The Holy Trinity

Summary

Oh, the infamy of Westvleteren. Although the general public outside of Belgium have never even heard of this West Flemish brew, let alone tasted it, beer connoisseurs worldwide covet it. Several years ago, the internet helped elevate the beer to further international acclaim – much to the chagrin of its brewers.

Do you have several hours, a car and barrelful of patience? Then you can get a hold of the best beer in the world

Oh, the infamy of Westvleteren. Although the general public outside of Belgium have never even heard of this West Flemish brew, let alone tasted it, beer connoisseurs worldwide covet it. Several years ago, the internet helped elevate the beer to further international acclaim – much to the chagrin of its brewers.

Westvleteren is a beer made by the Trappist monks of the Saint Sixtus abbey in Westvleteren, a subdivision of the village of Vleteren, near Ypres. In 2005, the Westvleren 12 beer was deemed the "best in the world" by ratebeer.com, a popular website for beer fans. A barrage of articles around the globe followed, leading to a huge spike in demand for the beer.

You would think this type of attention would be a dream for the brewer. But the monks of Westvleteren are not amused. The Saint Sixtus monks have been producing the same amount of beer - 4,800 hectolitres - every year since 1945. Despite the heavy increase in demand, they refuse to up production.

Monks have a long tradition of brewing to support themselves, but they aren't in it for the profit. Says Marc Bode of Saint Sixtus: "We brew to live, but we don't live to brew." In order to receive the label "Trappist", a beer has to meet specific criteria, including earnings from sales going back into the business or to charity - no profits allowed. There are only seven Trappist beers in the world, and six of them are in Belgium. (The seventh is in the Netherlands.)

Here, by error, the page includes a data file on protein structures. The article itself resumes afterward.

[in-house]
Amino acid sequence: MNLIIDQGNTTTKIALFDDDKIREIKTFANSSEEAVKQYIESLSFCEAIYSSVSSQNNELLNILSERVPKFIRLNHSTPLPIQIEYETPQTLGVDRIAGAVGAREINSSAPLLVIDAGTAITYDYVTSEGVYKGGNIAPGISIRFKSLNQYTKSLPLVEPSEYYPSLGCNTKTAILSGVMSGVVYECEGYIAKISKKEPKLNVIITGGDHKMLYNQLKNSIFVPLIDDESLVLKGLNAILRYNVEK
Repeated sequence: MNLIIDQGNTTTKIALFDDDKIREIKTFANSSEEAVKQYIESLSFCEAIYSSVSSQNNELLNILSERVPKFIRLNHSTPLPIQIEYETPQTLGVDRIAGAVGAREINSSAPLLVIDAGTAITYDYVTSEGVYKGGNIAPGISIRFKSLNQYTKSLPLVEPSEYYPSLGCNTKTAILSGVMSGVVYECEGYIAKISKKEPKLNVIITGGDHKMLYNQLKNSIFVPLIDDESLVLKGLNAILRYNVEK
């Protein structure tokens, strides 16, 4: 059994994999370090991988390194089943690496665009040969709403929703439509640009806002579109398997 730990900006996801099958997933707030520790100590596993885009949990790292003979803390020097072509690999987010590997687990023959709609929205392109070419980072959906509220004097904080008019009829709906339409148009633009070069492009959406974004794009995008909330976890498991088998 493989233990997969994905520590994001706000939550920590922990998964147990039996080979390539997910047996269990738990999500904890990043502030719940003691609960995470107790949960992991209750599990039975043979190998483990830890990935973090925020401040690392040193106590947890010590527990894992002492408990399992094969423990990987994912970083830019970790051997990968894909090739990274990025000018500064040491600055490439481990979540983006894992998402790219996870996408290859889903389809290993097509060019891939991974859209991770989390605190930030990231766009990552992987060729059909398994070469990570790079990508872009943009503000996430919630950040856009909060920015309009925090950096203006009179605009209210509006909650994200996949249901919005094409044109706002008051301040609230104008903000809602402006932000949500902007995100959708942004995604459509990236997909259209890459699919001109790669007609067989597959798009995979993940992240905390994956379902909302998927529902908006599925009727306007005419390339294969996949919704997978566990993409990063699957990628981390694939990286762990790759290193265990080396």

Saint Sixtus does not sell its beer to cafes, restaurants, supermarkets or any retail outlets. You can buy Westvleteren at the abbey, but only by appointment. And appointments are difficult to come by.

To get an appointment, you must call the "beer phone number"; but the line is nearly always busy. I gave the calling assignment to my beer partner-in-crime. He got through to the line after two hours of compulsive dialling, from two cell phones at once.

You then have to drive to the abbey to pick up your beer. You are entitled to one case (24 bottles) per car per month (they record your license plate number).

To their credit, the monks keep the beer affordable. Westvleteren costs about the same as any good Belgian beer; one case of Westvleteren 12 (the strongest) costs €38 - crate and bottle deposits are extra. The beer comes in a wooden crate and is unlabeled. The only thing that distinguishes the beer as Westvleteren is the cap.

Is it worth the effort?
The brewery at Saint Sixtus produces three different types of beer, named for their alcohol levels (6, 8 or 12 degrees). All of the beers have rave reviews on the prestigious sites ratebeer.com and beeradvocate.com.

The Westvleteren 12 continues to be number one on ratebeer.com's Top 50, and the 8 (a dubbel) comes in at 18. The 12 accounts for half of the beer produced at Saint Sixtus. It is an Abt, or abbot, beer, otherwise known as a "quadruple" (rather than the more common "dubbel" or "tripel"). Quadrupels are strong, dark beers with approximately four times the "normal" amount of malt, giving them some sweetness.

Westvleteren 12 has a stunning level of complexity and richness that you just can't get from a dubbel or a tripel. And since it's a strong beer, it ages well, much like a fine wine. I've tasted both young and old bottles of the 12 and was amazed at how much the aging process enhances the flavour and character of this beer.

Is it the best beer in the world? This idea is obviously arguable, particularly as this heavy, rich, sweet style of beer does not appeal to everyone. But anyone who has experience with beer tasting knows that it is an extraordinary beer.

Danny Van Tricht, Flemish author of the informative beer blog TrappistBier Beleven offers some insight. "What makes Westvleteren - and other Trappist beers - so special is they don't brew in a hurry," he says. "The production process is not forced at all. I'm sure large breweries force it for commercial reasons."